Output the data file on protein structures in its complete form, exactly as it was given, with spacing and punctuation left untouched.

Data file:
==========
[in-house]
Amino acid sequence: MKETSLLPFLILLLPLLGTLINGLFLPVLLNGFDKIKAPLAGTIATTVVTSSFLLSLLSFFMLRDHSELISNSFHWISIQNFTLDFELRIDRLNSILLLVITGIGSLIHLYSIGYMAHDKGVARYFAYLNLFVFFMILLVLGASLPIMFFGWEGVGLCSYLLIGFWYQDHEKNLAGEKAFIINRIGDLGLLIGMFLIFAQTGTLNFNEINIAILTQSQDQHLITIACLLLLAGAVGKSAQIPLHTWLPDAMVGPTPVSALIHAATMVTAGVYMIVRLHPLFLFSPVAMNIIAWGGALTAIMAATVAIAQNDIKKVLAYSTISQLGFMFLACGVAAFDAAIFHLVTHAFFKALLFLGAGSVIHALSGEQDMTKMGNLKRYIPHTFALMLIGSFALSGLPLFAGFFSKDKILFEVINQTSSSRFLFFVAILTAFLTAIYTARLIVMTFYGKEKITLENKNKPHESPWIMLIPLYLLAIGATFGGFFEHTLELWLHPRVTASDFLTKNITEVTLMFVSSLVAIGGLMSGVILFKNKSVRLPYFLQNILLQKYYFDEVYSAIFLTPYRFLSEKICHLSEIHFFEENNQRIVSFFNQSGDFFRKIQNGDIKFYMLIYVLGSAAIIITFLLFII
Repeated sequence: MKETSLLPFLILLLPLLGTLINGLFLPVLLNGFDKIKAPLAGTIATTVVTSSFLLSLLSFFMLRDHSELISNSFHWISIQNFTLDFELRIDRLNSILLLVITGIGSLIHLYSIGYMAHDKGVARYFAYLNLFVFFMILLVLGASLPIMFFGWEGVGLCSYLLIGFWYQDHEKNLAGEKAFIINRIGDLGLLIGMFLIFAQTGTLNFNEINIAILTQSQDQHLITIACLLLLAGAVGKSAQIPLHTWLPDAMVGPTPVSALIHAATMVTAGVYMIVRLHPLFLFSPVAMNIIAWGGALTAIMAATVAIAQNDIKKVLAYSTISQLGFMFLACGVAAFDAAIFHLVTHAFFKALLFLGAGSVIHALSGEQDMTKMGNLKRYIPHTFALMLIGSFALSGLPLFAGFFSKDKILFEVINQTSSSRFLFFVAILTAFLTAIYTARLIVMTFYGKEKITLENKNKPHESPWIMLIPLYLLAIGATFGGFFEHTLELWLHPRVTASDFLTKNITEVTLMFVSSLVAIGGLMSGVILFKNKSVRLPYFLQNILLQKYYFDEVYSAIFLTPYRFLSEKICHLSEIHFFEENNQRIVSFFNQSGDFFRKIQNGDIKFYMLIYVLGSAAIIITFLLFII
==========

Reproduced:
[in-house]
Amino acid sequence: MKETSLLPFLILLLPLLGTLINGLFLPVLLNGFDKIKAPLAGTIATTVVTSSFLLSLLSFFMLRDHSELISNSFHWISIQNFTLDFELRIDRLNSILLLVITGIGSLIHLYSIGYMAHDKGVARYFAYLNLFVFFMILLVLGASLPIMFFGWEGVGLCSYLLIGFWYQDHEKNLAGEKAFIINRIGDLGLLIGMFLIFAQTGTLNFNEINIAILTQSQDQHLITIACLLLLAGAVGKSAQIPLHTWLPDAMVGPTPVSALIHAATMVTAGVYMIVRLHPLFLFSPVAMNIIAWGGALTAIMAATVAIAQNDIKKVLAYSTISQLGFMFLACGVAAFDAAIFHLVTHAFFKALLFLGAGSVIHALSGEQDMTKMGNLKRYIPHTFALMLIGSFALSGLPLFAGFFSKDKILFEVINQTSSSRFLFFVAILTAFLTAIYTARLIVMTFYGKEKITLENKNKPHESPWIMLIPLYLLAIGATFGGFFEHTLELWLHPRVTASDFLTKNITEVTLMFVSSLVAIGGLMSGVILFKNKSVRLPYFLQNILLQKYYFDEVYSAIFLTPYRFLSEKICHLSEIHFFEENNQRIVSFFNQSGDFFRKIQNGDIKFYMLIYVLGSAAIIITFLLFII
Repeated sequence: MKETSLLPFLILLLPLLGTLINGLFLPVLLNGFDKIKAPLAGTIATTVVTSSFLLSLLSFFMLRDHSELISNSFHWISIQNFTLDFELRIDRLNSILLLVITGIGSLIHLYSIGYMAHDKGVARYFAYLNLFVFFMILLVLGASLPIMFFGWEGVGLCSYLLIGFWYQDHEKNLAGEKAFIINRIGDLGLLIGMFLIFAQTGTLNFNEINIAILTQSQDQHLITIACLLLLAGAVGKSAQIPLHTWLPDAMVGPTPVSALIHAATMVTAGVYMIVRLHPLFLFSPVAMNIIAWGGALTAIMAATVAIAQNDIKKVLAYSTISQLGFMFLACGVAAFDAAIFHLVTHAFFKALLFLGAGSVIHALSGEQDMTKMGNLKRYIPHTFALMLIGSFALSGLPLFAGFFSKDKILFEVINQTSSSRFLFFVAILTAFLTAIYTARLIVMTFYGKEKITLENKNKPHESPWIMLIPLYLLAIGATFGGFFEHTLELWLHPRVTASDFLTKNITEVTLMFVSSLVAIGGLMSGVILFKNKSVRLPYFLQNILLQKYYFDEVYSAIFLTPYRFLSEKICHLSEIHFFEENNQRIVSFFNQSGDFFRKIQNGDIKFYMLIYVLGSAAIIITFLLFII